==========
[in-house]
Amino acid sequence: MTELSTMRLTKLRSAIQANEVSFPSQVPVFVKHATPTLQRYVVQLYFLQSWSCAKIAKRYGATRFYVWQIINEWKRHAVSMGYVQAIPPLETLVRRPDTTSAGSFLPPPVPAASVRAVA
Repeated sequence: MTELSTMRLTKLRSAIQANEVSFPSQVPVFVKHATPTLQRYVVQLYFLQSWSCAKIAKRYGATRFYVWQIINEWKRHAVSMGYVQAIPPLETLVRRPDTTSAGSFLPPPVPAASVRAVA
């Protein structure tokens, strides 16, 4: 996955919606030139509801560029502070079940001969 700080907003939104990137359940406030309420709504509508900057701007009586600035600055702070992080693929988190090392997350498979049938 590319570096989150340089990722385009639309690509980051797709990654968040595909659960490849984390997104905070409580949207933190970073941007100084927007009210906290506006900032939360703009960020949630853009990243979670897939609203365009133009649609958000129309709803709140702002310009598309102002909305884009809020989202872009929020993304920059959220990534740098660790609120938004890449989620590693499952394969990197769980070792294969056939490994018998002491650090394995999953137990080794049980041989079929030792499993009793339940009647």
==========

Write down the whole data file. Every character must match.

[in-house]
Amino acid sequence: MTELSTMRLTKLRSAIQANEVSFPSQVPVFVKHATPTLQRYVVQLYFLQSWSCAKIAKRYGATRFYVWQIINEWKRHAVSMGYVQAIPPLETLVRRPDTTSAGSFLPPPVPAASVRAVA
Repeated sequence: MTELSTMRLTKLRSAIQANEVSFPSQVPVFVKHATPTLQRYVVQLYFLQSWSCAKIAKRYGATRFYVWQIINEWKRHAVSMGYVQAIPPLETLVRRPDTTSAGSFLPPPVPAASVRAVA
């Protein structure tokens, strides 16, 4: 996955919606030139509801560029502070079940001969 700080907003939104990137359940406030309420709504509508900057701007009586600035600055702070992080693929988190090392997350498979049938 590319570096989150340089990722385009639309690509980051797709990654968040595909659960490849984390997104905070409580949207933190970073941007100084927007009210906290506006900032939360703009960020949630853009990243979670897939609203365009133009649609958000129309709803709140702002310009598309102002909305884009809020989202872009929020993304920059959220990534740098660790609120938004890449989620590693499952394969990197769980070792294969056939490994018998002491650090394995999953137990080794049980041989079929030792499993009793339940009647």